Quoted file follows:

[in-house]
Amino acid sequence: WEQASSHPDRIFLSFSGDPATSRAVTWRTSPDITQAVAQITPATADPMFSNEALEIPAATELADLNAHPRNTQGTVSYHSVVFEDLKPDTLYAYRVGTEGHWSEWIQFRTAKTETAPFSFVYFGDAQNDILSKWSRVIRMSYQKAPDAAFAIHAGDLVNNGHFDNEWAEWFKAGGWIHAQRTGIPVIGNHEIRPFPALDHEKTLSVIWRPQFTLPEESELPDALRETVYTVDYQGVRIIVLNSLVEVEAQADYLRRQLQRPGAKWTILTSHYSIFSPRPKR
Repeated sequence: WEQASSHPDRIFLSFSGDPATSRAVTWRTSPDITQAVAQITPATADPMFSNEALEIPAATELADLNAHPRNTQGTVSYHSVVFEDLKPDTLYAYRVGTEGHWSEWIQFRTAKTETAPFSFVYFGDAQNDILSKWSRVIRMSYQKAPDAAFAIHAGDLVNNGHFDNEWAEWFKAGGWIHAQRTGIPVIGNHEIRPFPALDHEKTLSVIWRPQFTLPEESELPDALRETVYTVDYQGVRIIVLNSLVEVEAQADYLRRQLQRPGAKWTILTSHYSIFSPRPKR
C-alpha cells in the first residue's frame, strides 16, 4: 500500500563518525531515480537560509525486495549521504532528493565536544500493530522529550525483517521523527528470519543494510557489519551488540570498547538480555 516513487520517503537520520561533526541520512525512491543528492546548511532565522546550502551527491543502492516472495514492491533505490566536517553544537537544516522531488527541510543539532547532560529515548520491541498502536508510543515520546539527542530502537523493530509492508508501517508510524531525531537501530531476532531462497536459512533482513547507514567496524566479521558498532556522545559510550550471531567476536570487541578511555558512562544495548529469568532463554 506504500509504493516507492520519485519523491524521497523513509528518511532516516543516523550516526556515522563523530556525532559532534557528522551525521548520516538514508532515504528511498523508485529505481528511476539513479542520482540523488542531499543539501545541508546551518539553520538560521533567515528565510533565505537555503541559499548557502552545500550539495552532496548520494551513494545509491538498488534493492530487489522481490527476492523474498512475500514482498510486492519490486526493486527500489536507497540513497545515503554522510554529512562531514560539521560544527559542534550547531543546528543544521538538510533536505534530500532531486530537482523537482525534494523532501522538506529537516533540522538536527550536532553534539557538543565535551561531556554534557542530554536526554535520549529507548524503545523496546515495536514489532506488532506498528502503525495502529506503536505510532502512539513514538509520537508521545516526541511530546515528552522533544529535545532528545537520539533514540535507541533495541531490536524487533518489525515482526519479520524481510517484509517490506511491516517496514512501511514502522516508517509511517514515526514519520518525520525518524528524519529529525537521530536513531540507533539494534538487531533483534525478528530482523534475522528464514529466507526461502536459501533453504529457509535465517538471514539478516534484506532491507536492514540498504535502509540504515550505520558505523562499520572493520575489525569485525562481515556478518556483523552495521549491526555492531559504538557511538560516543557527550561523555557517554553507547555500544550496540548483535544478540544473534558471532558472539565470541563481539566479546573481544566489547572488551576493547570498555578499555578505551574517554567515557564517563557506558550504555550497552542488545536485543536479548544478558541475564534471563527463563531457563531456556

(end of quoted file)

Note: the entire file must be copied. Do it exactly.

[in-house]
Amino acid sequence: WEQASSHPDRIFLSFSGDPATSRAVTWRTSPDITQAVAQITPATADPMFSNEALEIPAATELADLNAHPRNTQGTVSYHSVVFEDLKPDTLYAYRVGTEGHWSEWIQFRTAKTETAPFSFVYFGDAQNDILSKWSRVIRMSYQKAPDAAFAIHAGDLVNNGHFDNEWAEWFKAGGWIHAQRTGIPVIGNHEIRPFPALDHEKTLSVIWRPQFTLPEESELPDALRETVYTVDYQGVRIIVLNSLVEVEAQADYLRRQLQRPGAKWTILTSHYSIFSPRPKR
Repeated sequence: WEQASSHPDRIFLSFSGDPATSRAVTWRTSPDITQAVAQITPATADPMFSNEALEIPAATELADLNAHPRNTQGTVSYHSVVFEDLKPDTLYAYRVGTEGHWSEWIQFRTAKTETAPFSFVYFGDAQNDILSKWSRVIRMSYQKAPDAAFAIHAGDLVNNGHFDNEWAEWFKAGGWIHAQRTGIPVIGNHEIRPFPALDHEKTLSVIWRPQFTLPEESELPDALRETVYTVDYQGVRIIVLNSLVEVEAQADYLRRQLQRPGAKWTILTSHYSIFSPRPKR
C-alpha cells in the first residue's frame, strides 16, 4: 500500500563518525531515480537560509525486495549521504532528493565536544500493530522529550525483517521523527528470519543494510557489519551488540570498547538480555 516513487520517503537520520561533526541520512525512491543528492546548511532565522546550502551527491543502492516472495514492491533505490566536517553544537537544516522531488527541510543539532547532560529515548520491541498502536508510543515520546539527542530502537523493530509492508508501517508510524531525531537501530531476532531462497536459512533482513547507514567496524566479521558498532556522545559510550550471531567476536570487541578511555558512562544495548529469568532463554 506504500509504493516507492520519485519523491524521497523513509528518511532516516543516523550516526556515522563523530556525532559532534557528522551525521548520516538514508532515504528511498523508485529505481528511476539513479542520482540523488542531499543539501545541508546551518539553520538560521533567515528565510533565505537555503541559499548557502552545500550539495552532496548520494551513494545509491538498488534493492530487489522481490527476492523474498512475500514482498510486492519490486526493486527500489536507497540513497545515503554522510554529512562531514560539521560544527559542534550547531543546528543544521538538510533536505534530500532531486530537482523537482525534494523532501522538506529537516533540522538536527550536532553534539557538543565535551561531556554534557542530554536526554535520549529507548524503545523496546515495536514489532506488532506498528502503525495502529506503536505510532502512539513514538509520537508521545516526541511530546515528552522533544529535545532528545537520539533514540535507541533495541531490536524487533518489525515482526519479520524481510517484509517490506511491516517496514512501511514502522516508517509511517514515526514519520518525520525518524528524519529529525537521530536513531540507533539494534538487531533483534525478528530482523534475522528464514529466507526461502536459501533453504529457509535465517538471514539478516534484506532491507536492514540498504535502509540504515550505520558505523562499520572493520575489525569485525562481515556478518556483523552495521549491526555492531559504538557511538560516543557527550561523555557517554553507547555500544550496540548483535544478540544473534558471532558472539565470541563481539566479546573481544566489547572488551576493547570498555578499555578505551574517554567515557564517563557506558550504555550497552542488545536485543536479548544478558541475564534471563527463563531457563531456556